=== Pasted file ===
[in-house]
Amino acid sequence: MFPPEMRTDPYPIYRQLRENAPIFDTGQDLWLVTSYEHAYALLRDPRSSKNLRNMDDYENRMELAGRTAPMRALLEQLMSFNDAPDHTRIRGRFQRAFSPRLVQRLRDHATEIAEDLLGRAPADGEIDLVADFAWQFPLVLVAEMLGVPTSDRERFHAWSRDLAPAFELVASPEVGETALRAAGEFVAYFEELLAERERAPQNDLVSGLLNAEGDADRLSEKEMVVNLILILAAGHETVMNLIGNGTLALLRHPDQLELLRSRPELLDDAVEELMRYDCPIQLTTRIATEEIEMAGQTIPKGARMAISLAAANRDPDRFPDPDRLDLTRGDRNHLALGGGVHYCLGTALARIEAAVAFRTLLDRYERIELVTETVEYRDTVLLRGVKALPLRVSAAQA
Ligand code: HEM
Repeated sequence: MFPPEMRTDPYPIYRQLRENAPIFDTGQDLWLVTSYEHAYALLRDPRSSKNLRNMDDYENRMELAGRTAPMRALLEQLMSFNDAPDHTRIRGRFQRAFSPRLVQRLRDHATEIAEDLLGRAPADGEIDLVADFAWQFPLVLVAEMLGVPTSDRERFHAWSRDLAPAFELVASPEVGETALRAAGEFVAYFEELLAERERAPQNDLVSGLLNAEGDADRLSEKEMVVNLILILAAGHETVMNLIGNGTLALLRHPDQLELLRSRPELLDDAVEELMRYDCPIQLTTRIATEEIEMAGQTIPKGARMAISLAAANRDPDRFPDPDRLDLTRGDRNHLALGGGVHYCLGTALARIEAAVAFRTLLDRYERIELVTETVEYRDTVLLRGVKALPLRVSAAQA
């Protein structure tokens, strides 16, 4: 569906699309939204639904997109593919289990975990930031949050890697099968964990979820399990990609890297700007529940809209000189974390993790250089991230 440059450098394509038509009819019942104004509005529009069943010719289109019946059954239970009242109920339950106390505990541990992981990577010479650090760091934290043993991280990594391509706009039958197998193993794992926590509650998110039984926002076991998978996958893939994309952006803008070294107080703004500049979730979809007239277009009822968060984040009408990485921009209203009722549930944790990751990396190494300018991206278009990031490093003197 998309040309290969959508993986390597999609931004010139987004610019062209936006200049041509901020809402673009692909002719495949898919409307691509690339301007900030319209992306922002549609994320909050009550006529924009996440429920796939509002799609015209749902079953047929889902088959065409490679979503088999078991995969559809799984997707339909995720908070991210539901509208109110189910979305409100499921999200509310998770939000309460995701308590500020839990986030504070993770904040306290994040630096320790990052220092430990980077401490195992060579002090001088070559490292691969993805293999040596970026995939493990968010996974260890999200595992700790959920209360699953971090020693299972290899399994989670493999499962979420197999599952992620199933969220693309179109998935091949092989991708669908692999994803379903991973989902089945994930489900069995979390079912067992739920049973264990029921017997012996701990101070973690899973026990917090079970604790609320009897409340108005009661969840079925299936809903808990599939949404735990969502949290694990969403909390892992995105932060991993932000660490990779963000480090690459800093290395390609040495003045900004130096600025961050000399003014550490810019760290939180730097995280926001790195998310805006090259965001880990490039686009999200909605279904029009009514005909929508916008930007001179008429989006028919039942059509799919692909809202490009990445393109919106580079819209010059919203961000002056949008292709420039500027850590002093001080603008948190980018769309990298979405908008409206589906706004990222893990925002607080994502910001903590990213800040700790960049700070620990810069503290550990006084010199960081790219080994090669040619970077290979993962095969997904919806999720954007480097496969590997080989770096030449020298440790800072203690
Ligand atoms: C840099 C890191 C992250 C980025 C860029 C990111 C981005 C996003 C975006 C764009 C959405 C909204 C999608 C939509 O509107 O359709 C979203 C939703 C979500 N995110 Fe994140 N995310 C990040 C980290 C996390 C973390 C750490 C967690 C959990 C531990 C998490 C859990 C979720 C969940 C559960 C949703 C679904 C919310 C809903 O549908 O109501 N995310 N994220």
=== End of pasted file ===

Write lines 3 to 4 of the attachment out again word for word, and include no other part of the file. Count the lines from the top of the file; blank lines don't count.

Ligand code: HEM
Repeated sequence: MFPPEMRTDPYPIYRQLRENAPIFDTGQDLWLVTSYEHAYALLRDPRSSKNLRNMDDYENRMELAGRTAPMRALLEQLMSFNDAPDHTRIRGRFQRAFSPRLVQRLRDHATEIAEDLLGRAPADGEIDLVADFAWQFPLVLVAEMLGVPTSDRERFHAWSRDLAPAFELVASPEVGETALRAAGEFVAYFEELLAERERAPQNDLVSGLLNAEGDADRLSEKEMVVNLILILAAGHETVMNLIGNGTLALLRHPDQLELLRSRPELLDDAVEELMRYDCPIQLTTRIATEEIEMAGQTIPKGARMAISLAAANRDPDRFPDPDRLDLTRGDRNHLALGGGVHYCLGTALARIEAAVAFRTLLDRYERIELVTETVEYRDTVLLRGVKALPLRVSAAQA